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Re:Strange but True (SB 828)

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I have forwarded Stan Caldwell's posting on to Sen. Greene's staffer Bill
Gage, who handled this legislation, and to Curt Augustine at the Department
of Consumer Affairs, who represented the Governor's administration during
the process. 

However, I prefaced it with my own remark, as follows: 

"What better example in real life of the Mother Goose story of Chicken
Little is there than this, where CELSOC squawks their irrational alarm and
it is passed on as gospel, further exaggerated?" 

Some background: I attended an all-afternoon negotiation session on the
offending matter on July 29 at the state capitol and heard the positions of
all the interested parties. Staffers from both legislative houses were
there, as was Mr. Augustine, himself a former Executive Officer of our PE
and LS Board.  The CELSOC position and the Board of Registration position
could not be distinguished from each other, and were exhaustively, but
ineptly and unpersuasively presented. 

The present Board E.O. (a M.E.) tried to give an example of how an
unlicensed mechanical consultant would be able to do engineering legally on
a waterworks project, for a surge tower on a penstock, and was promptly
corrected by the former E.O.(a non-P.E.) that her example was civil
engineering that the bill didn't affect. She couldn't think of any other
example.  

In contrast, non-PE technical and scientific consultants to research and
development corporations and to manufacturing corporations were succinct and
believable.

Curt Augustine explained that the Wilson administration regards extending
the decades-old "industrial" corporation exemption to non-salaried employees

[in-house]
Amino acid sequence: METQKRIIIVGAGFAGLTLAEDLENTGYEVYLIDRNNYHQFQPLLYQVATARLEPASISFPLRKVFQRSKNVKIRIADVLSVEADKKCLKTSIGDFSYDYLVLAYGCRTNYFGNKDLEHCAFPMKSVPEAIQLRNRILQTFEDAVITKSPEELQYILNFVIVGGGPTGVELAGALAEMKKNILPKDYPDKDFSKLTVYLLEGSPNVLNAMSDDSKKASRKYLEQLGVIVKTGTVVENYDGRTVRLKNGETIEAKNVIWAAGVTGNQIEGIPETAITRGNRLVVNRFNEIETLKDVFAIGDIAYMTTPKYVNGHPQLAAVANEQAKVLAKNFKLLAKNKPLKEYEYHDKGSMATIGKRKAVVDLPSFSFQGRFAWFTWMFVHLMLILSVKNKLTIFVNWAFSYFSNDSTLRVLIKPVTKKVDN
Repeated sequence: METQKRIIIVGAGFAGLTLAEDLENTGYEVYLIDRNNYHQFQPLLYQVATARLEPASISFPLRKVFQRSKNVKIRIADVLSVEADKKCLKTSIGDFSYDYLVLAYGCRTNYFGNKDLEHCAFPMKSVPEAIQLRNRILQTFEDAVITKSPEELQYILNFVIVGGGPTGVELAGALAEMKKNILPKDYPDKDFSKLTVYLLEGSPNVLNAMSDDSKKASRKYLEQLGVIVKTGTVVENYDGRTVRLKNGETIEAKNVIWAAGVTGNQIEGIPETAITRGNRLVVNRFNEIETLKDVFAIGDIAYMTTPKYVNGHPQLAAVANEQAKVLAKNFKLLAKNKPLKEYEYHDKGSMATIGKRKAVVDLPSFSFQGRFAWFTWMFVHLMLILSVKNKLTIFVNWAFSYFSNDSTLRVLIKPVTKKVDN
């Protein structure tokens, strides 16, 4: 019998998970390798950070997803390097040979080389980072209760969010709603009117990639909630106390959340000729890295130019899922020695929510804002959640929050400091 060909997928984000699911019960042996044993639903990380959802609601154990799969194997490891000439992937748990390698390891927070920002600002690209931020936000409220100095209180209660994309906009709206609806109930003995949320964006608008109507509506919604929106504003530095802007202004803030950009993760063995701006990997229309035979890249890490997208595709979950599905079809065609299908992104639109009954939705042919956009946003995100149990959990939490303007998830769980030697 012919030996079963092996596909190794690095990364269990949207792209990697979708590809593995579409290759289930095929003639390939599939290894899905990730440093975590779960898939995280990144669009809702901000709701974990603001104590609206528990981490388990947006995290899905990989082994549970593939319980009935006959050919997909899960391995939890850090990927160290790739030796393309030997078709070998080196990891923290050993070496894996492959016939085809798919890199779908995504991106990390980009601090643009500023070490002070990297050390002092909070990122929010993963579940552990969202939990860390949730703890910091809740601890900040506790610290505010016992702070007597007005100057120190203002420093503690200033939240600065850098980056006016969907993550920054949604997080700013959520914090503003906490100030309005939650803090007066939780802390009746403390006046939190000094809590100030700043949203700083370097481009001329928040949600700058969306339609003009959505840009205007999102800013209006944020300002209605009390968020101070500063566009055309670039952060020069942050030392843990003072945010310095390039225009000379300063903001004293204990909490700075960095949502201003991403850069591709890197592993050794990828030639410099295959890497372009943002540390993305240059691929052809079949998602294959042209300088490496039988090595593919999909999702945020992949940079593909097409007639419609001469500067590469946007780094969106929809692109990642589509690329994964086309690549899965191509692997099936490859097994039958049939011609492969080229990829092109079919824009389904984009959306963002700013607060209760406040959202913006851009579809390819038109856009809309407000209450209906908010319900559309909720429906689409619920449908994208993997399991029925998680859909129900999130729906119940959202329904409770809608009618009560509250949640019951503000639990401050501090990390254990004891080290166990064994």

and consultants as the most important feature of the entire, multi-board
sunset program. 

Sen. Greene is a Civil Engineer who had a successful private practice in
structural design in Sacramento for some 35 years. He has been a member of
my section of SEAOC since 1949, and a legislator since 1963. And he is a
member of CELSOC and other societies who opposed his bill. There is no
question as to his understanding the issues.

I have videotapes of 1 1/2 hours of legislative hearings on this part of
this bill. In one, after CELSOC's lobbyist made the same claims repeated in
the e-mail posting earlier today, Sen Greene replied, "If horses had
feathers, I'd say 'horsefeathers'".  At another juncture, he said that his
engineer friends overstate the prospect of adverse outcomes, and that he
didn't believe them.
He noted that nothing in existing law is known to have been abused, and that
changes in employment practices means that the law must be amended to hold even.

The governor signed the bill a month ago.

I see the CELSOC effort simply as an overextended turf grab that failed, and
is lingering on in the form of a lot of petulant whining and self-justifying
propaganda.

An enduring question might be, how well is professional engineering served
when the most vigorous of its lobbying factions is so headstrong and lacking
in credibility? If there's a threat to structurals, it will be from within
the profession. Remember George Orwell's Animal Farm: pretty quick the pigs
took over.

Charles O. Greenlaw, S.E.  Sacramento CA